So I’ll ask these questions: What is our obligation to reflect the current state of affairs, and what could we accomplish if we weren’t afraid to fail?

(As soon as you figure it out, let me know).

Winter and Writer’s Block

It’s the dead of winter in Virginia, and I’ve been absent from the blog for a while. My dad was sick, and then passed away just before Thanksgiving last year. I’ve been in the doldrums since then, buried in a punishing full time job and dealing with grief, burnout, and absolutely NO creative motivation. The last few days felt like Spring was coming! And then…it was 35 degrees yesterday. Ah, Virginia, how I love your weather. So I quit my job at the beginning of February–said no, thank you to the grueling pace with no time off (since July, unless you count my dad’s funeral…which I don’t), disrespect and other frustrations–and said YES to self-care and life and family and creativity. Yes, I’m looking for another job, but it has to be the right job. For the right company. And I’m writing again, working part-time on the Kandinsky sequel, and part-time on a little pet project about a woman who builds a glass house at the beach. (Because I’m an architecture nerd, it was inspired by Mies van der Rohe and the house he built for Edith Farnsworth in Pennsylvania).

I was in Boston a few weeks ago for work, struggling with anxiety and depression and generally feeling overwhelmed, when I thought of Rebecca. She was sent away from her safe, comfortable life into a world of intrigue and uncertainty, and she managed it in spite of her fear. I figured the least I could do was leave my hotel room and go do my site survey. There’s something to be said for the growth that comes from being pushed out of your comfort zone–it makes a lot of things possible. But I think there’s definitely a balance–outside the comfort zone isn’t someplace I can live full-time. Living with chronic anxiety, I need a home base, a nest that I can retreat to when the world gets too scary–and that can be my home, or my job, or the people I interact with on a daily basis. I think that’s okay. It gives me the strength I need to go back out and attack the world again, to live up to the next challenge. Just like Rebecca did. For now, I think she’s probably regrouping, learning more about code-breaking so she can take over the training from Mr. Baumgart when he retires. So she (and I) will be ready for our next adventure.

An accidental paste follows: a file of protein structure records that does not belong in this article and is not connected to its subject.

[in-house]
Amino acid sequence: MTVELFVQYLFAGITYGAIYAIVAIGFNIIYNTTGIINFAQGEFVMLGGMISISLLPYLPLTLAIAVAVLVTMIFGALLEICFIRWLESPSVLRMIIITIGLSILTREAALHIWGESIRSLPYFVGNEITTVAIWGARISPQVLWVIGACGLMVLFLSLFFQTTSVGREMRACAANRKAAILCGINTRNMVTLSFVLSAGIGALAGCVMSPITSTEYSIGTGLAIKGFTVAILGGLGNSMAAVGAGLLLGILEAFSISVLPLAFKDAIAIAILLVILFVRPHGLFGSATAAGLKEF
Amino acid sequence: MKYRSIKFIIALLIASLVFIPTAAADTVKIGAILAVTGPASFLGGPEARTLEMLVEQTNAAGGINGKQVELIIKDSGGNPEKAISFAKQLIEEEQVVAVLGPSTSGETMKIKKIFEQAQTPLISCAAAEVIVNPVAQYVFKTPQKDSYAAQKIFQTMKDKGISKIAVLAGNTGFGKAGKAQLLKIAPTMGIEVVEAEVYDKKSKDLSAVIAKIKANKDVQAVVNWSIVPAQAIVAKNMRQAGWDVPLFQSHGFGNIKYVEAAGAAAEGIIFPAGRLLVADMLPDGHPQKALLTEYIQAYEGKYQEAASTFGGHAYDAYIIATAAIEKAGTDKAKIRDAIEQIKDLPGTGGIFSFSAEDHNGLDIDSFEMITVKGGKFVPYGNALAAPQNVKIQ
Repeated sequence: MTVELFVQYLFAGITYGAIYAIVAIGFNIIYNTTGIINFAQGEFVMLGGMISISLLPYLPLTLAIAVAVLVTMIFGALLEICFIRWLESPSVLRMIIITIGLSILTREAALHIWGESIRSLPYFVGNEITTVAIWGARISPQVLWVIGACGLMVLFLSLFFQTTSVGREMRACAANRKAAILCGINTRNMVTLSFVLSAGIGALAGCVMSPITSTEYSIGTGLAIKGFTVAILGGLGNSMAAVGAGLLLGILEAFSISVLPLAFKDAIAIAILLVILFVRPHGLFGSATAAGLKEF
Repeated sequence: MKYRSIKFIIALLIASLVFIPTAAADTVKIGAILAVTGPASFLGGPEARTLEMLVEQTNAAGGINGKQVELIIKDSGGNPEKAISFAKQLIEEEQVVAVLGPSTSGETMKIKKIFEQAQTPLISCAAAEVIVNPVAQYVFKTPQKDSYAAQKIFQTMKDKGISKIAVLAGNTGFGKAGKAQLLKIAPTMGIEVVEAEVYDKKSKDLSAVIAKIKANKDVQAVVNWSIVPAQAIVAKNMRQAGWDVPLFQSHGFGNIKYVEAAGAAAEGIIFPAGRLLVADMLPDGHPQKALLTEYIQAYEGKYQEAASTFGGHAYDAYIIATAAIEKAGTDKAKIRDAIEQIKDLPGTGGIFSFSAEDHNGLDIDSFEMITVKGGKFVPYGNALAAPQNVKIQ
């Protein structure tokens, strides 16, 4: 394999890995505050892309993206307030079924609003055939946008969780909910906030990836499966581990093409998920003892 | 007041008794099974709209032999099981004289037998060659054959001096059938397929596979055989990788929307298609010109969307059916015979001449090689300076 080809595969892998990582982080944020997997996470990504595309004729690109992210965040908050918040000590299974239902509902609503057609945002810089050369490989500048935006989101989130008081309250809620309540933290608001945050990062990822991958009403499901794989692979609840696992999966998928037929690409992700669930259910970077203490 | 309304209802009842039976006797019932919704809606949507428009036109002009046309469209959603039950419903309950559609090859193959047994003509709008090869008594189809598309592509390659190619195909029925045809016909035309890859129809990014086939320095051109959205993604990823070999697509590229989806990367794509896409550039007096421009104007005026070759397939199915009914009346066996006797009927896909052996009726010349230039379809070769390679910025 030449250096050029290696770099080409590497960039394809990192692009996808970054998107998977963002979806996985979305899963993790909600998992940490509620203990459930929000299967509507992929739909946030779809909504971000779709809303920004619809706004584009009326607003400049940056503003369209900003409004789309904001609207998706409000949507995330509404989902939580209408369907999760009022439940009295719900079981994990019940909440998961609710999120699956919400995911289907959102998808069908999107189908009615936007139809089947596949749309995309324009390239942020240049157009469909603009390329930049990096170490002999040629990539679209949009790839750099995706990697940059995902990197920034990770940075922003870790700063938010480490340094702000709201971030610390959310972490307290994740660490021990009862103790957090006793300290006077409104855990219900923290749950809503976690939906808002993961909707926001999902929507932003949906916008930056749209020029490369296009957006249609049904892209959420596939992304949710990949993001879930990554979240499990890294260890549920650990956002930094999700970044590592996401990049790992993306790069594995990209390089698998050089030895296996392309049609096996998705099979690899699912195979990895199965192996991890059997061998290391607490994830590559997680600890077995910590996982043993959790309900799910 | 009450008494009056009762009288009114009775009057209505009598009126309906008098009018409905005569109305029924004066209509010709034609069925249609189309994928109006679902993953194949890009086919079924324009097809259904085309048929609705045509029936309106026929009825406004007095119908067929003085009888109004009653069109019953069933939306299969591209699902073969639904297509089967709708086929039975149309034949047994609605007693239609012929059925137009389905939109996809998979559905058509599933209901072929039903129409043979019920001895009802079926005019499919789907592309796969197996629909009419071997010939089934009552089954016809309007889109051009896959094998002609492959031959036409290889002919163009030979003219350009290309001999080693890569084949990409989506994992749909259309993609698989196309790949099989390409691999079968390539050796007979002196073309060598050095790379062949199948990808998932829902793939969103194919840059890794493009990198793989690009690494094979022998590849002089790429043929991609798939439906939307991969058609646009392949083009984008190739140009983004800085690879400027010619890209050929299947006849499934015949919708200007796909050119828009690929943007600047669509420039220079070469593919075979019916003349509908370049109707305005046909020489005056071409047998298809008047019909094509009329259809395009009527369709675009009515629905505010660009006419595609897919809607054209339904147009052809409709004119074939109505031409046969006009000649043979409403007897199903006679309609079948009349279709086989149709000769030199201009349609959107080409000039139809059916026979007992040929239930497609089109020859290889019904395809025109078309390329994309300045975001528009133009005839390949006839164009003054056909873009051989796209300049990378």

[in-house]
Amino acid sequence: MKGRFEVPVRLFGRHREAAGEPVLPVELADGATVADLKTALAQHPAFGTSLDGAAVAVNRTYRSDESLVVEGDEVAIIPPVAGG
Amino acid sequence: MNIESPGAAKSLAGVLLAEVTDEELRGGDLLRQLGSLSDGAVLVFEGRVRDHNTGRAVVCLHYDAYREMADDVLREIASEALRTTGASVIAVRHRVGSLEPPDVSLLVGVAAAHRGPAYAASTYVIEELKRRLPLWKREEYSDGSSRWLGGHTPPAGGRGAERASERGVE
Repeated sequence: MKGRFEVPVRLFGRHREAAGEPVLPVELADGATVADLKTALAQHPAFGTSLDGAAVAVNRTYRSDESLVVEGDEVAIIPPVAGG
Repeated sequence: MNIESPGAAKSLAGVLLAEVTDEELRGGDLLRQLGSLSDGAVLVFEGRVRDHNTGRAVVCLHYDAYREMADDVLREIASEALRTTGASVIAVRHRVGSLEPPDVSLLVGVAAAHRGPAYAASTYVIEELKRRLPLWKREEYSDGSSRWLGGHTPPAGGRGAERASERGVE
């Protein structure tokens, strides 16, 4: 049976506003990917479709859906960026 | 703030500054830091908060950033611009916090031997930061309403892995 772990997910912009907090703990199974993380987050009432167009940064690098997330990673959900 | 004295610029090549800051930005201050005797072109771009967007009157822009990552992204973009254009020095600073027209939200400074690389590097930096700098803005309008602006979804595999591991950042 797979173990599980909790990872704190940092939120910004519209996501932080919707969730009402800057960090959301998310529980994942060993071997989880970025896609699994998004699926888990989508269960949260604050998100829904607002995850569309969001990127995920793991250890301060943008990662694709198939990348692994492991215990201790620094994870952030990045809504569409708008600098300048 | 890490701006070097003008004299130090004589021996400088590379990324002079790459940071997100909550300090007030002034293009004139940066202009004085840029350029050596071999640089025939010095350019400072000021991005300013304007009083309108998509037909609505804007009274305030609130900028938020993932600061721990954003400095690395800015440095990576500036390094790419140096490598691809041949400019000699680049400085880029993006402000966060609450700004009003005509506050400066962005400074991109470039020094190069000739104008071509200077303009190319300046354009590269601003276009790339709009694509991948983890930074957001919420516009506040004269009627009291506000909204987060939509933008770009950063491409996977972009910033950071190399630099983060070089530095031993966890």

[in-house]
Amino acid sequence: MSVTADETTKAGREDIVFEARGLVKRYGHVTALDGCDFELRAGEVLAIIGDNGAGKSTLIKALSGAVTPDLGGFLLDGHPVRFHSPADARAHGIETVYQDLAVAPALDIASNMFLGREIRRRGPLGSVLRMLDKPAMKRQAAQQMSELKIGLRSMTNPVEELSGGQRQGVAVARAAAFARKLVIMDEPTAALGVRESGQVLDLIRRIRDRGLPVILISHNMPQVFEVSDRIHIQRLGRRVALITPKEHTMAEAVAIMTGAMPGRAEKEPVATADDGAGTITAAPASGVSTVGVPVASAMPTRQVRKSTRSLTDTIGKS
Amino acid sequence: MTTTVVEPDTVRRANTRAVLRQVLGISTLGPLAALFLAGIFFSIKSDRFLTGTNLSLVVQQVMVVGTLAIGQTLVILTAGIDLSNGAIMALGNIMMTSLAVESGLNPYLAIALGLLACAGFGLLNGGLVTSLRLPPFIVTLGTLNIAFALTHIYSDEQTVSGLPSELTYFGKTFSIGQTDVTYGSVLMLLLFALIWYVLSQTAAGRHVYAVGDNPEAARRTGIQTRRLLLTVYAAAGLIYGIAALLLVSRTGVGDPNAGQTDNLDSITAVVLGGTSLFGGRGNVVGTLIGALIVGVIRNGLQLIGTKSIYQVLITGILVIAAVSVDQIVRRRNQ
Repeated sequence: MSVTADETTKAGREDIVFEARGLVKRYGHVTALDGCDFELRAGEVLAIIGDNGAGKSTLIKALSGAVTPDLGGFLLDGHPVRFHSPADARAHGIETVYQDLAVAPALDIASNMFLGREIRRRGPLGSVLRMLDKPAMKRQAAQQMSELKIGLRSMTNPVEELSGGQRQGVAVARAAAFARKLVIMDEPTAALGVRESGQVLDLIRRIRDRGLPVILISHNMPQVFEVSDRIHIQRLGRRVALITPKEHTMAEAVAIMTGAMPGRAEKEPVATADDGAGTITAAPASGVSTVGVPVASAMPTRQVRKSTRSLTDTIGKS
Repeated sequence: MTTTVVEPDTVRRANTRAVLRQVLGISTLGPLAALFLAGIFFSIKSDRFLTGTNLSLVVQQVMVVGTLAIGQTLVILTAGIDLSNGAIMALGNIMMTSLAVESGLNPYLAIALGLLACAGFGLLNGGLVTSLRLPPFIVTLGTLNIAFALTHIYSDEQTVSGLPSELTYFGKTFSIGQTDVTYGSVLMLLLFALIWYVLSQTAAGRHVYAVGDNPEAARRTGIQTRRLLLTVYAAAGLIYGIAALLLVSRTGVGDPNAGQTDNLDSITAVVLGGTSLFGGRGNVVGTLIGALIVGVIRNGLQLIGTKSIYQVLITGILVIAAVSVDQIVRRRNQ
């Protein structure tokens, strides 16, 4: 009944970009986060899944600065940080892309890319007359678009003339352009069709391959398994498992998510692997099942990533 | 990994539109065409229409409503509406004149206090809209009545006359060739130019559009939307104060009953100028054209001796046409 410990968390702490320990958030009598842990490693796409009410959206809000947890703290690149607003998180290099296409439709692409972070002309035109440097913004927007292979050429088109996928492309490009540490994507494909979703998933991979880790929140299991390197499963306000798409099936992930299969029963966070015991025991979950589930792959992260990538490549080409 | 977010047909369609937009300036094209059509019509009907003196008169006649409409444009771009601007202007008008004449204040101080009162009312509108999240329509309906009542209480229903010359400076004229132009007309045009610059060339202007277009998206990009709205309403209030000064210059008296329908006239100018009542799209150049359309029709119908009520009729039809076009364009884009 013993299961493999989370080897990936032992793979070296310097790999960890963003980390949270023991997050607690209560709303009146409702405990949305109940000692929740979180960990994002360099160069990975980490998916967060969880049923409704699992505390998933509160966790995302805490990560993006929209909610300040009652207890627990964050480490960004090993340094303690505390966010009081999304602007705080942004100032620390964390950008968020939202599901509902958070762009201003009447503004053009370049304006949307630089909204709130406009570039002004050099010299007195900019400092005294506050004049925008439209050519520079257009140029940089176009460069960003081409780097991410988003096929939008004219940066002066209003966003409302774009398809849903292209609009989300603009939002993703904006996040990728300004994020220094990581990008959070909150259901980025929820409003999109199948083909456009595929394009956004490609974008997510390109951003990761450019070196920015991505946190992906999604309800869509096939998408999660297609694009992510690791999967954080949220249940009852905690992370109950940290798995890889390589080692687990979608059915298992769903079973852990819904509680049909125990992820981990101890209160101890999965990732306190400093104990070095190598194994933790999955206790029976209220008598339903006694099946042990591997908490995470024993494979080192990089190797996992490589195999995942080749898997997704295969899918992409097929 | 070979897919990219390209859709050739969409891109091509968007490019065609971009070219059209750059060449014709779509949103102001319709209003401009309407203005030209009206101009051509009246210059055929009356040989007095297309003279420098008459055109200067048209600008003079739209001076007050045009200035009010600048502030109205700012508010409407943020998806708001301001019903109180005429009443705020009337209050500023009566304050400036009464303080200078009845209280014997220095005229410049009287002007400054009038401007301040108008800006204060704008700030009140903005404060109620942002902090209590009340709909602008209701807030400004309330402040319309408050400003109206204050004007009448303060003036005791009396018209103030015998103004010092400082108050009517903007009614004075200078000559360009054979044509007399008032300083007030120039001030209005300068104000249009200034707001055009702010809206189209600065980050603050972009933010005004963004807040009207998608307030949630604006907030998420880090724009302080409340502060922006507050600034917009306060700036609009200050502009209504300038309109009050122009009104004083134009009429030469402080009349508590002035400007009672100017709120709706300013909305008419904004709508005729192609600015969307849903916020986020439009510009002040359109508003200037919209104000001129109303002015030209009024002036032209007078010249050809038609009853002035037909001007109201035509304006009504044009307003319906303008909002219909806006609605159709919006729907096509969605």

Welcome Fall

Fall is my favorite season, and not just because my birthday is around this time of the year. For me, fall feels like a rest break from the busyness of the summer–vacations, travel, trips to the pool, camp, etc. I always feel compelled–obligated, really–to spend as much time as possible outside in the bright sunshine before the winter arrives, and for someone with anxiety, that can feel like a lot of pressure. (I know, it’s weird). The fall weather gives me an excuse to wrap up in my favorite sweatshirt from Elly & Grace, put on my big fuzzy slippers (which I have been known to wear out of the house), and catch up on my reading. I always read “Outlander” in the fall–I first read it in October of 2017, when I had bronchitis and broke my foot. I remember having “Dragonfly in Amber” in the hospital with me, and every nurse that walked in commented on how much they loved those books. Once it gets chilly, I love to wrap up in my lambs wool Outlander replica tartan stole and throw my Outlander-themed blanket on my bed. (Yes, I’m obsessive).

My nesting habits that start in October are probably different than what Clemence would do in the fall in Paris. I think she would nest a little, too–but she would do it in some fabulous pink wrap with marabou feathers, and her apartment would be filled with mink throws in her favorite colors. Max would, no doubt, have purchased her a beautiful full-length white mink coat (for his darling dove), and she would help him off with his long camel-hair coat, or his gray uniform coat, whenever he visited.